An educational article series in 7 articles, with Further Reading and Resources at the end
Online therapy, aka telemental health, will likely be something that every therapist integrates into their practice by the mid-century. Many therapists find this idea off-putting, but let me assure you that it doesn’t need to be!
We know that a large factor affecting clinical outcomes for telemental health work is the therapist’s comfort and familiarity with the technology and with the procedures and protocols being used. In other words, training and deliberate practice have a very big impact on outcomes.
While telemental health doesn’t have to be loved by everyone (not by any means!), we do encourage our colleagues to consider taking some time to study the ins and outs of working with clients remotely, such as through video. We recommend engaging in this study before, during, and after starting telemental health work.
To help our colleagues do that, we make these free articles available to get them started!
What Is This Again?
Person-Centered Tech has been publishing free articles on technology in mental health practice since 2012. The following is a curated series of those articles, painstakingly updated for the current moment and placed in an order to help you get the most benefit from them.
Along these lines, we also offer a continuing education course, called the Online Therapy Primer, which contains most of these articles. If you would like CE credit for your study time, check out the course here. We also have two packages containing series of courses that go well beyond just the primer. Check out the packages here.
The following articles are numbered according to our recommended reading order. We also split them into “Legal-Ethical Issues” and “Tech and Clinical Issues” sections. Of course you may buck our system and read them however you wish.
Legal-Ethical Issues in Online Therapy
The first article is just what it says on the tin: it’s a survey of how to get started in doing online therapy. Enjoy!
A short primer on how to get started doing online therapy, sometimes called “Skype therapy,” with lots of links to help you find your way.
This next topic is a big source of angst in the telemental health world right now. Licensing boards are researching the question all over the United States, with the answer often being some form of, “yes, you do.” As such, we will update this article as new developments arise.
We learn new therapy modalities and mediums in a variety of ways, and telemental health is simply yet another medium. But do ethical standards or laws *require* training before we can engage in the practice?
You’re probably thinking, “Duh, everyone knows about the problem of cross-state practice by now.” Fortunately, that’s starting to become true. We find that understanding of the details is still hazy, though. So we continue to update and recommend this next article.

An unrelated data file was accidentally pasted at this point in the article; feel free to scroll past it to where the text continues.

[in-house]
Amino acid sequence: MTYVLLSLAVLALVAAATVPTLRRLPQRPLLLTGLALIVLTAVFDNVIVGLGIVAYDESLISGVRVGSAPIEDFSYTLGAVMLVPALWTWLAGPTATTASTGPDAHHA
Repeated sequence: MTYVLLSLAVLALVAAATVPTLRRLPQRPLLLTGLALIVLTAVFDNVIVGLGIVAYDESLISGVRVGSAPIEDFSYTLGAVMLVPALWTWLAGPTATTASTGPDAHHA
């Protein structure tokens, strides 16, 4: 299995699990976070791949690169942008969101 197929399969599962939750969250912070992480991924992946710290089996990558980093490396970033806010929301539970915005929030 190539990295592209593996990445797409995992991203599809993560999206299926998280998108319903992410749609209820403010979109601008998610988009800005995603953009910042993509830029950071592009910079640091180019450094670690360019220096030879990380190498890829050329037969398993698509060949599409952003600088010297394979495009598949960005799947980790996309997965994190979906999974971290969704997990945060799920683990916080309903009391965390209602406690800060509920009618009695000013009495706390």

The simple answer to the question of cross-state mental health practice is, at this time in history, “only with a fair amount of logistical work and a dash of good luck.” Yep, that’s the simple answer. 🙂 Let’s take a deeper look at it so we can do that logistical work and put ourselves in the way of that good luck!
Not everyone needs this next article, but it’s always useful from an academic perspective to think about what it’s like to expand practice beyond our legal, cultural, and linguistic borders. Please bear in mind that you should think about the legal-ethical issues in international practice even if you’re working with a domestic client who is traveling abroad.
International online therapy means a lot of jurisdictions and complexity. But it’s definitely achievable if know before you go (and start doing it)!
Tech and Clinical Issues in Online Therapy
So this next article isn’t *just* about Skype. It helps us to understand what makes a piece of tech acceptable or not acceptable, and how that standard can change as the environment around us changes!
Most of us know that Skype is no longer seen as suitable for online therapy. But many of us don’t know why, or that it will happen to other software, too!
I wrote this next article in response to the numerous complaints I heard about certain pieces of video software supposedly performing poorly. The truth is that most of the telemental health video software options on the market work just fine. Poor performance is most likely caused by problems in the tech setup on the therapist’s end, the client’s end, or both. This article helps you to troubleshoot that and set yourself up for success.
A delicate intervention is blocked by chopping or freezing. Or the connection is so bad there’s just no doing therapy at all. What can we do to fix that?
Eye contact over video has long been a hobgoblin for therapists considering the idea of telemental health. The truth is that it can work very well by video, but the way to make it work may not be obvious at first!
Making eye contact over video is less difficult than it may seem, and you wouldn’t believe what the best way to do it is!
Further Reading and Resources
We’ve produced a ton of articles on practice tech just for mental health professionals. Below are several that we think are worth reading your way through over time.
2016: a brave new HIPAA era, recognizing that mental health pros need Business Associate Agreements. We rank free online therapy software with HIPAA BAAs
HIPAA forms like the Notices of Privacy Practices, BAAs, Risk Analysis Tools, and more can be found for free from a number of helpful sources. We list our favs.
When I started practicing, I didn’t even want to put records on my computer. Now I frequently recommend putting everything you can on the cloud. Here’s why.
Some claim that electronic records are safer than paper because of encryption. This statement is at once totally right and dangerously wrong.